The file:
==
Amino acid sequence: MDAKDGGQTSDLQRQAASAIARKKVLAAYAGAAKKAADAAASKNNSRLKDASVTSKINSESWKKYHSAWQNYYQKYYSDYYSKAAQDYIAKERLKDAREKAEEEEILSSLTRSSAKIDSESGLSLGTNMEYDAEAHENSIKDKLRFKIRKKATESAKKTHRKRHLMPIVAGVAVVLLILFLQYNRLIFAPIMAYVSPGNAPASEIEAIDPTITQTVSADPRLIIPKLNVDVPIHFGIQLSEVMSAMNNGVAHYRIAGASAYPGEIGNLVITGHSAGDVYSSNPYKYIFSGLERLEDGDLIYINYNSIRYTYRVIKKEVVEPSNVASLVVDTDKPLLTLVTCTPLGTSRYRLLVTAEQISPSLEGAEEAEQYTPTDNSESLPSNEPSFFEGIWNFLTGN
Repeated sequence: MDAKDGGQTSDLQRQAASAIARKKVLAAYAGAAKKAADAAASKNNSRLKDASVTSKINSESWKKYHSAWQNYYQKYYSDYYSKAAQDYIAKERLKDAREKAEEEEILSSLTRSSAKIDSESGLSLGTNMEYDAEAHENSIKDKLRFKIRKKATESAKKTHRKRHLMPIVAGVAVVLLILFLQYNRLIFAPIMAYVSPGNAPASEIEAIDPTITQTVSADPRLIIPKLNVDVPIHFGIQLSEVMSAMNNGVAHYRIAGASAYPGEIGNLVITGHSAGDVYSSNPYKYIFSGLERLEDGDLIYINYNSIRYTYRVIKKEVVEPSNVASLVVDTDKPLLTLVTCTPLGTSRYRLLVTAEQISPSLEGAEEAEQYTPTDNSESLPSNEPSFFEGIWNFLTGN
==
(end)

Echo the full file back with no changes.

Amino acid sequence: MDAKDGGQTSDLQRQAASAIARKKVLAAYAGAAKKAADAAASKNNSRLKDASVTSKINSESWKKYHSAWQNYYQKYYSDYYSKAAQDYIAKERLKDAREKAEEEEILSSLTRSSAKIDSESGLSLGTNMEYDAEAHENSIKDKLRFKIRKKATESAKKTHRKRHLMPIVAGVAVVLLILFLQYNRLIFAPIMAYVSPGNAPASEIEAIDPTITQTVSADPRLIIPKLNVDVPIHFGIQLSEVMSAMNNGVAHYRIAGASAYPGEIGNLVITGHSAGDVYSSNPYKYIFSGLERLEDGDLIYINYNSIRYTYRVIKKEVVEPSNVASLVVDTDKPLLTLVTCTPLGTSRYRLLVTAEQISPSLEGAEEAEQYTPTDNSESLPSNEPSFFEGIWNFLTGN
Repeated sequence: MDAKDGGQTSDLQRQAASAIARKKVLAAYAGAAKKAADAAASKNNSRLKDASVTSKINSESWKKYHSAWQNYYQKYYSDYYSKAAQDYIAKERLKDAREKAEEEEILSSLTRSSAKIDSESGLSLGTNMEYDAEAHENSIKDKLRFKIRKKATESAKKTHRKRHLMPIVAGVAVVLLILFLQYNRLIFAPIMAYVSPGNAPASEIEAIDPTITQTVSADPRLIIPKLNVDVPIHFGIQLSEVMSAMNNGVAHYRIAGASAYPGEIGNLVITGHSAGDVYSSNPYKYIFSGLERLEDGDLIYINYNSIRYTYRVIKKEVVEPSNVASLVVDTDKPLLTLVTCTPLGTSRYRLLVTAEQISPSLEGAEEAEQYTPTDNSESLPSNEPSFFEGIWNFLTGN